redletterdave writes: "Google just purchased a 2.4-acre plot in the King’s Cross Central development in London, where the company plans to build a brand-new, 1 million square foot office. Google reportedly invested about £650 million ($1.04 billion) on the property, which, when finished, will be valued at more than £1 billion ($1.6 billion). While Google traditionally leases its overseas offices, the company's decision to buy rather than rent in this case was likely tax motivated, since Google can’t repatriate its cash to the US without paying a hefty tax."
Java

Submission + - Latest Java Update Broken; Two New Sandbox Bypass Flaws Found (threatpost.com)

msm1267 writes: Oracle's long security nightmare with Java just gets worse. A post to Full Disclosure this morning from a security researcher indicated that two new sandbox bypass vulnerabilities have been discovered and reported to Oracle, along with working exploit code. Oracle released Java 7u11 last Sunday and said it fixed a pair of vulnerabilities being exploited by all the major exploit kits. Turns out one of those two bugs wasn't completely patched. Today's bugs are apparently not related to the previous security issues.
Japan

Submission + - Fukushima's fallout of fear (nature.com)

gbrumfiel writes: "Experts believe that the many thousands who fled from the Fukushima nuclear disaster received very low doses of radiation. But that doesn't mean there won't be health consequences. Nature magazine travelled to Fukushima prefecture and found evidence of an enormous mental strain from the accident. Levels of anxiety and PTSD-like symptoms are high among evacuees. Researchers fear that, in the long run, the mental problems could lead to depression and substance abuse among those who lost their homes. In other words, even if no one develops cancer as a direct result of radiation, the health effects could still be very real."
Idle

Submission + - Google did not run over a donkey (thenextweb.com)

iONiUM writes: "From the article: "Here’s a story you don’t see every day. Google on Wednesday has gone on record to deny reports that one of its Google Maps Street View cars killed a donkey in the Kweneng region of Botswana. Seriously, we’re not kidding: the story got big enough that the company actually had to waste resources dispelling the speculation."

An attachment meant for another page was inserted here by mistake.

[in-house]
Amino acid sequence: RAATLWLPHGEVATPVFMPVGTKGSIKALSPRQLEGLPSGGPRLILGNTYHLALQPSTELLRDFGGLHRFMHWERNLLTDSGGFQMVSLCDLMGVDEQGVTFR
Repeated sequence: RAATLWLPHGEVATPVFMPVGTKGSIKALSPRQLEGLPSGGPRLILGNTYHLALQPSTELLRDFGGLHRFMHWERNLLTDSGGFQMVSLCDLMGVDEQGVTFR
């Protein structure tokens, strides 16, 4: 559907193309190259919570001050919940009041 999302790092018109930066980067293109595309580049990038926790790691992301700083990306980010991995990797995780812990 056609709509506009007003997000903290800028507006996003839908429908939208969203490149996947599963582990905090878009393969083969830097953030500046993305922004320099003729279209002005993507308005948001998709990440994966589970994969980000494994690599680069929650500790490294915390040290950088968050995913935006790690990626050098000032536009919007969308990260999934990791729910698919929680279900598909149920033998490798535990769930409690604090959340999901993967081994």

How long until they have a similar debacle, but surrounding a human instead?"

Java

Submission + - New Java Exploit on Sale for $5,000 (ibtimes.co.uk)

DavidGilbert99 writes: "Another day, another Java zero-day vulnerability is uncovered. Any it's already been exploited with the exploit put up for sale by the administrator of an exclusive underground forum for the paltry sum of $5,000.

Coming just days after Oracle patched the last zero-day vulnerability, it signifies the scope of the problem facing Oracle and unless something happens and soon, they could be facing a huge catastrophe."

China

Submission + - Audit Reveals Developer Outsourced His Job To China (net-security.org)

Orome1 writes: "Log analysis can reveal a lot of security mistakes and fails, but a lot of security sins, too. Take for example the incident recently shared by Verizon's Risk Team: called in by a critical infrastructure company to investigate what seemed to be a breach of its networks by the hands of Chinese-based hackers, they ended up discovering a complex scam perpetrated by one of the company's most respected employees. The employee, Bob, spent less that one fifth of his six-figure salary for a Chinese firm to do his job for him. Authentication was no problem, he physically FedExed his RSA token to China so that the third-party contractor could log-in under his credentials during the workday. It would appear that he was working an average 9 to 5 work day."
Displays

Submission + - Touchscreen Laptops, Whether You Like Them Or Not (cnet.com)

An anonymous reader writes: With CES all wrapped up, an article at CNET discusses a definite trend in the laptops on display from various manufacturers this year: touchscreens. Intel and Microsoft are leading the way, and attempting to grab the industry's reins as well: 'just to make sure the touch message was crystal clear, Intel issued an edict to PC partners during its CES keynote: all next-generation ultrabooks based on its "Haswell" chip must be touch.' With tablets and detachable/convertible computers computers coming into the mainstream, it seems the manufacturers have something to gain by condensing their production options. The article says, 'What does that mean to consumers? Your next laptop will likely be touch, whether you like it or not.'